In my previous blog post about my upcoming Black Hat USA talk, we discussed some of the details about Intel Boot Guard technology. It was good to see Dell last week, who also shared some details about their implementation.
In this blog, I want to continue to focus on BIOS protection technologies and discuss the importance of this research. For example, I’d like to share why it’s important to protect the platform boot process properly, right from its early steps. I’d also like to discuss what the real needs are for Secure Boot improvements (in case of operating system loaders), and how they are covered by the latest boot stages of UEFI firmware.
In this blog, I will provide some interesting facts about the importance of my Black Hat research.
Nowadays, it’s rare for us to catch an interesting rootkit or bootkit in-the-wild. Most malware threats have migrated to user-mode. This fact is directly connected to the evolution of security technologies of modern operating systems.
As an example, Microsoft Windows has, in the past few years, introduced a lot of security changes into their kernel for the kernel-mode drivers. Now, the kernel can't load unsigned drivers because of the Code Signed Policy. The Patch Guard created a lot of limitations on kernel-mode code modifications. The Virtual Secure Mode (VSM) and Device Guard on MS Windows 10 raise the threshold of complexity for kernel-mode rootkit development.
The move to UEFI and the spread of the Secure Boot scheme changed the bootkit landscape, drawing more attention to BIOS firmware from security researchers. Also, these changes increase the cost of development for kernel-mode rootkits and bootkits. Now, this has already happened previously, mostly because of Code Signing Policy. The bootkit development process was much cheaper than the many ways to bypass protections from user-mode via vulnerabilities in signed drivers or Windows kernel-mode components.
From the attacker’s perspective, the more logical way to do things nowadays is to simply move to the next level down into the software stack - after boot code, that is the way to the BIOS.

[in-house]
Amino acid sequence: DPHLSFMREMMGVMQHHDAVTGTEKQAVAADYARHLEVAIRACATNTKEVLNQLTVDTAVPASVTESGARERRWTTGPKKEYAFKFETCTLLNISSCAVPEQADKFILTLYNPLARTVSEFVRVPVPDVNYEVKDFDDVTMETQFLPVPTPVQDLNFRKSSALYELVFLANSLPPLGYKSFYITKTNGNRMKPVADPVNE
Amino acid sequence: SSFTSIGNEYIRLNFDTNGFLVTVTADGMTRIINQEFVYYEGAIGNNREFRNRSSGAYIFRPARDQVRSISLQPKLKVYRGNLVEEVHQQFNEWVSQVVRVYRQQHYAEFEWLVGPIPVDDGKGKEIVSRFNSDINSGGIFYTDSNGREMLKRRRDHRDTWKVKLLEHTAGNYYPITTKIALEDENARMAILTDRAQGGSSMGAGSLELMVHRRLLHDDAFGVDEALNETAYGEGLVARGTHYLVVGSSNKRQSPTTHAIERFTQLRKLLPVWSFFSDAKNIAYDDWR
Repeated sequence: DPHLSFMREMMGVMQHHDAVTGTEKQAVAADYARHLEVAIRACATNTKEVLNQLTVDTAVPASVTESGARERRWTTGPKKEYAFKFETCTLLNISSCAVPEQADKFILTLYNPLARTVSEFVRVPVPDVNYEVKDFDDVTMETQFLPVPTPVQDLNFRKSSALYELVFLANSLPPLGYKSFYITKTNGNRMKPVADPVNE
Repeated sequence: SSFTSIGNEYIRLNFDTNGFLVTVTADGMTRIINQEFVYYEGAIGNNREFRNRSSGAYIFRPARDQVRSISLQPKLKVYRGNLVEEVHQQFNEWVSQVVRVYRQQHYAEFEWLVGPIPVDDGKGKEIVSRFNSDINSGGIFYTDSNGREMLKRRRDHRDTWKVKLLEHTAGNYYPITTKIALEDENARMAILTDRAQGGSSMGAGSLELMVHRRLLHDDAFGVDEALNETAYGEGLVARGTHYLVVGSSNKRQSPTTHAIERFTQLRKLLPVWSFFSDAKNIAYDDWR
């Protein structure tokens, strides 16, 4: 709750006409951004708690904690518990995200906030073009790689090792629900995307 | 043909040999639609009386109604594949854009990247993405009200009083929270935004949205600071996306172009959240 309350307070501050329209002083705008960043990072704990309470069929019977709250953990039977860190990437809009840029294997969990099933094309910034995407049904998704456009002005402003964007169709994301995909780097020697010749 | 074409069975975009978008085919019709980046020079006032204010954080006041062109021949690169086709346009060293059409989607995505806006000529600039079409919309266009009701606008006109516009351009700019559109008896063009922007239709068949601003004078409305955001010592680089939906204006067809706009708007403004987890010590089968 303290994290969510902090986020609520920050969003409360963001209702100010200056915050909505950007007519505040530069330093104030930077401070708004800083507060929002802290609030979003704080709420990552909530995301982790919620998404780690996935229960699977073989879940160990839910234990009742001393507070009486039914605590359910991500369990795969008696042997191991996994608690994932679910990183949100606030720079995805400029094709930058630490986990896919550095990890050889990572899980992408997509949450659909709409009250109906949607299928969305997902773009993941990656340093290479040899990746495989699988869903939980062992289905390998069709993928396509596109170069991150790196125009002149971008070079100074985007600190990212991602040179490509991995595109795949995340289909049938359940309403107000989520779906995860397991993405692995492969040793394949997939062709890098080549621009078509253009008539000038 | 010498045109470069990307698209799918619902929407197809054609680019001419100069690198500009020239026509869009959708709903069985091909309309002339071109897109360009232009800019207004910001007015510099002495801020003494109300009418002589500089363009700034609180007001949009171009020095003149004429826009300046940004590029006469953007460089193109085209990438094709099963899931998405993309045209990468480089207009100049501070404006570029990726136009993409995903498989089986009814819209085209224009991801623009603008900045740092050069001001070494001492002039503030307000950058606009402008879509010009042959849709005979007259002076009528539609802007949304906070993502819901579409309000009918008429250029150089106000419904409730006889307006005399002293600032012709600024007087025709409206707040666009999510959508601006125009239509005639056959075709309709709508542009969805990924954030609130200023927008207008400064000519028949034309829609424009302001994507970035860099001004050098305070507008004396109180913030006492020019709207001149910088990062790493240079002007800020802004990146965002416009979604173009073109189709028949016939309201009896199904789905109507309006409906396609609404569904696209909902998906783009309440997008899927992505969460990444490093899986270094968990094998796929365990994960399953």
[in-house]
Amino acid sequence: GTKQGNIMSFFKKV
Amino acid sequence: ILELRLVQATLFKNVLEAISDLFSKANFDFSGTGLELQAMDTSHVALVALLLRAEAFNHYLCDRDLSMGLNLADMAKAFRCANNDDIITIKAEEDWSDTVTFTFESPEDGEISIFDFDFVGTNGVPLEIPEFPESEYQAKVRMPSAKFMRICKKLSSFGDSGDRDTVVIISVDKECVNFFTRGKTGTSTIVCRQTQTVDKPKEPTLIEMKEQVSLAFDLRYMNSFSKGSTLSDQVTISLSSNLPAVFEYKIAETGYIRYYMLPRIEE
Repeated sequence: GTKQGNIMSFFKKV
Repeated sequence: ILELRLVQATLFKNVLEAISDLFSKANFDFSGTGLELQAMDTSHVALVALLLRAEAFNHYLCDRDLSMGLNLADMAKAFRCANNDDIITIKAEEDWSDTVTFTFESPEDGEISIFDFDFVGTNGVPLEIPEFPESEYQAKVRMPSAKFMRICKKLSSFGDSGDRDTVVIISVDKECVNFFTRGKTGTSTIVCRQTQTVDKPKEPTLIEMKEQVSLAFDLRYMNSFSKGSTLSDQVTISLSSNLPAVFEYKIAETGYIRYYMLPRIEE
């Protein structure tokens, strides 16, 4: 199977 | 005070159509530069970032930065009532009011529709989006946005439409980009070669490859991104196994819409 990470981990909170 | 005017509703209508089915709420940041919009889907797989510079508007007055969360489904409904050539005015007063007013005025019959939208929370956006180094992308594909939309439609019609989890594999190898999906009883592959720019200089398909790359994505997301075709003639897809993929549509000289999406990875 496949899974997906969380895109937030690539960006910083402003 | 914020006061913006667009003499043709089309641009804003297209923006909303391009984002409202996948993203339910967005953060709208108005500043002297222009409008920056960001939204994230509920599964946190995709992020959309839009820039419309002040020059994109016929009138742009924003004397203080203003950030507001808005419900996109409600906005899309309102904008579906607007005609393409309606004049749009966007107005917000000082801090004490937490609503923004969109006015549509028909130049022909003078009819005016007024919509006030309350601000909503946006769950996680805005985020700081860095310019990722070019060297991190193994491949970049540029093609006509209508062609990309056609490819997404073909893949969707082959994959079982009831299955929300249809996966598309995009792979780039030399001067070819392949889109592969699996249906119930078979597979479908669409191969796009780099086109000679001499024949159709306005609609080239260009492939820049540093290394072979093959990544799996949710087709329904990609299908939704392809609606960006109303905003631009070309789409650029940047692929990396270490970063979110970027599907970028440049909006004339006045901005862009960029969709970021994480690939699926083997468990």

The BIOS level of persistence is very different with anything else. The firmware implants or rootkits can survive after an operating system reinstallation, or even after a full hard drive change. It is an entirely different level of persistence, which can keep the rootkit infection active for the whole cycle of usage of infected hardware. The firmware level is the last boundary before the hardware, as it is precisely the BIOS that starts the initial stages for the hardware setup into the boot process.
Let’s have a look at the timeline from my Black Hat Asia talk, which shows the detected in-the-wild BIOS threats and the related activities of security researchers.
BIOS firmware has always been a challenging target for researchers, both due to lack of information, and due to the difficulty of modifying or instrumenting the BIOS by adding new code to execute during the boot process. But since 2013, we’ve seen a lot more effort from the security research community in order to both find new ways of exploitation, and to demonstrate the weaknesses and attacks on recently introduced security features (for example, in Secure Boot).
However, firmware attacks are not among common tactics of the cybercrime underground. In the past, almost all known incidents of firmware compromise were related to targeted attacks.
The instructions for UEFI firmware updates usually mention an update for the BIOS, which is the main firmware. But in the same way, that usual BIOS update delivers a lot of different “embedded” firmware to the various hardware units inside the motherboard or even in the CPU. Any BIOS vulnerability that bypasses authentication for a BIOS update image opens the door for the delivery of malicious components. However, it opens the door not only to BIOS implant installations, if any other issues make it possible to install one of the “embedded” firmware updates without authentication, or even to bypass it completely.
Basically, each firmware is an additional place where an attacker can store and execute code; an opportunity for a malicious implant. So how much firmware in our fancy modern hardware do we usually have? It is a very good question. Most modern desktops and laptops have the following kinds of firmware:
As an example, if Intel Management Engine (ME) opens access for read and write to ME memory regions from the BIOS, a skilled attacker can try to play with this possibility. I found a similar issue in recent Gigabyte hardware. Combined with the weak configuration of Boot Guard, this issue helped me to bypass implementation of Intel Boot Guard on this hardware.
This issue already patched and confirmed by a vendor. I will give more details about this issue next week, in my Black Hat talk.
In previous blogs, we’ve already discussed SPI flash protections and issues with misconfiguration. But let’s get all the protections in one place (not including runtime exploit mitigations).
But it’s rare when we can see all the protections enabled in one piece of hardware. As an example, Intel Boot and BIOS Guard technologies are available only on the most expensive versions of CPU, with vPro technologies.
I discovered six different issues that I will detail in my upcoming Black Hat talk:
All the vendors have been informed in May 2017, via our responsible disclosure approach. Some of them have already released a patch, some not. But the disclosure date will be the same: Thursday, July 27th, 2017 - 5:00pm-6:00pm at South Seas ABE.
Don’t Forget to Come for My Book Signing Session. :)
I will also be doing an exclusive book signing of my recent publication, “Rootkits and Bootkits: Reversing Modern Malware and Next Generation Threats” at Cylance booth 716 on Thursday, July 27 3:00pm-4:00pm.
See you next week in Vegas!